Police said that three men entered the residence with guns and a struggle took place with two men inside. The two in the home seized a firearm from one of the suspects and several shots were fired as the suspects fled. Police later located one of the suspects, who had non-life-threatening gunshot wounds. Munroe [the guy who beat back the home invaders] faces charges of attempted murder, intent to discharge a firearm, intent to discharge a firearm when being reckless, careless use of a firearm, improper storage of a firearm, pointing a firearm, possession of a weapon for a dangerous purpose, unauthorized possession of a firearm, possession of a firearm knowing that possession is unauthorized, and possession for the purpose of trafficking.

I had no idea that Nova Scotia had turned into the United Kingdom when it came to self defense, and I expected better of the RCMP.

Tuesday, August 01, 2017

Stop Touching It - Part The Umpteenth

I can't think of a single reason why this would have been a good idea, and considering the outcome, it certainly wasn't:

The Detroit News: Cops: Man shoots self, woman while unloading handgun

A man and a woman more than 30 years his junior are recovering after both were wounded when the man attempted to unload a handgun on Detroit's west side early Monday morning, police said

The shooting took place about 1:30 a.m. in the area of West McNichols and Telegraph, said Dontae Freeman, social media manager for the Detroit Police Department.

The man, 56, and the woman, 25, were sitting in a Chevy Malibu when the man attempted to unload the gun, Freeman said. In so doing, he shot himself in his left hand, and shot the woman in her right arm.

Who the heck at 1:30 am, while parked and seated in the confines of a vehicle thinks to themselves -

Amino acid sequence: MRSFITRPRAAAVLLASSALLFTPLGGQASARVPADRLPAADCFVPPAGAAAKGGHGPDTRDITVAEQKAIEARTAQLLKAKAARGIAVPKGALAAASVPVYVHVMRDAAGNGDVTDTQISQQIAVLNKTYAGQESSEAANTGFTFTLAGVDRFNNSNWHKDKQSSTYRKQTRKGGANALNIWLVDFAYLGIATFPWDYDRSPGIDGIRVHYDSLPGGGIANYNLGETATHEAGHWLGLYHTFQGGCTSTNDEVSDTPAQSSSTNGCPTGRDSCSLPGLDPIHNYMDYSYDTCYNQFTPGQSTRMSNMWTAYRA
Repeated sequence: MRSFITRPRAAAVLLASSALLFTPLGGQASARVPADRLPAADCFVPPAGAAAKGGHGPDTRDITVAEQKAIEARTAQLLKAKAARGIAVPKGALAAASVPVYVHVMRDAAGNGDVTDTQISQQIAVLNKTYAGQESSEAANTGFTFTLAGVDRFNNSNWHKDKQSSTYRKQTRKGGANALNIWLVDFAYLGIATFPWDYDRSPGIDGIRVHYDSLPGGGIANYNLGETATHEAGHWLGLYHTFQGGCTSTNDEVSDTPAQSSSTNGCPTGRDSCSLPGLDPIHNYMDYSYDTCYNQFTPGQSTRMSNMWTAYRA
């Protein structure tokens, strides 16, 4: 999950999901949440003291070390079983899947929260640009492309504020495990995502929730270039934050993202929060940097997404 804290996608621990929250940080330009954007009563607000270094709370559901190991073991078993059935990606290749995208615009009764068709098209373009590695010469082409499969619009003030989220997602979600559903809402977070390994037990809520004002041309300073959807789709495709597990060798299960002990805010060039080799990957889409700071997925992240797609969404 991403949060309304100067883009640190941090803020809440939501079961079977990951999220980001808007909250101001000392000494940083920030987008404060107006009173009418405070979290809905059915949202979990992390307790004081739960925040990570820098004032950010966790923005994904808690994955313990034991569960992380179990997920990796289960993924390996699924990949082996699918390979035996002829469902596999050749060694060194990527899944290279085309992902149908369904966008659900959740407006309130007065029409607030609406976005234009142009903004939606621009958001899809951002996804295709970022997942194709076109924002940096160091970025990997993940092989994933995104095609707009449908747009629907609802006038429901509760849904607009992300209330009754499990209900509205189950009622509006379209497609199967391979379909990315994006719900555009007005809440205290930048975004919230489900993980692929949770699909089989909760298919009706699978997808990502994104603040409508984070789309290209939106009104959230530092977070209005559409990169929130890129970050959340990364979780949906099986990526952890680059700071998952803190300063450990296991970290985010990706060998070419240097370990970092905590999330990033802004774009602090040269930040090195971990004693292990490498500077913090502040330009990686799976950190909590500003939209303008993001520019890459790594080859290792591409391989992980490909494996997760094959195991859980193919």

"Hey, this is a great time to handle and unload a firearm".

Apparently it's no longer nobody, ever, as this doofus apparently did so.

I suspect either alcohol or showing off how cool he was had something to do with it.

Seated in a car at oh-my-gosh-early in the morning is neither the time nor the place to be handling a firearm without a darn good reason.

I can't think of any valid reason to be fumbling around and trying to unload a firearm while inside the confines of a Chevy Malibu. It really doesn't lead to a good outcome, especially while ignoring basic safety rules such as "Never point a gun at something you're not willing to destroy" and or course the classic "Keep your darn finger off the trigger until ready to shoot, yes, that includes you sitting in the Chevy Malibu".

They really need to teach basic gun safety in schools, along with some common sense.

Monday, July 31, 2017

The MiG and The Jett - A Thrilling Tale of Lawn to Lawn Combat

There was an epic meeting engagement this weekend between the Mig and the Jett.

While on patrol, approaching Pack VI, the heroic Jett pilot could sense the upcoming engagement in the air: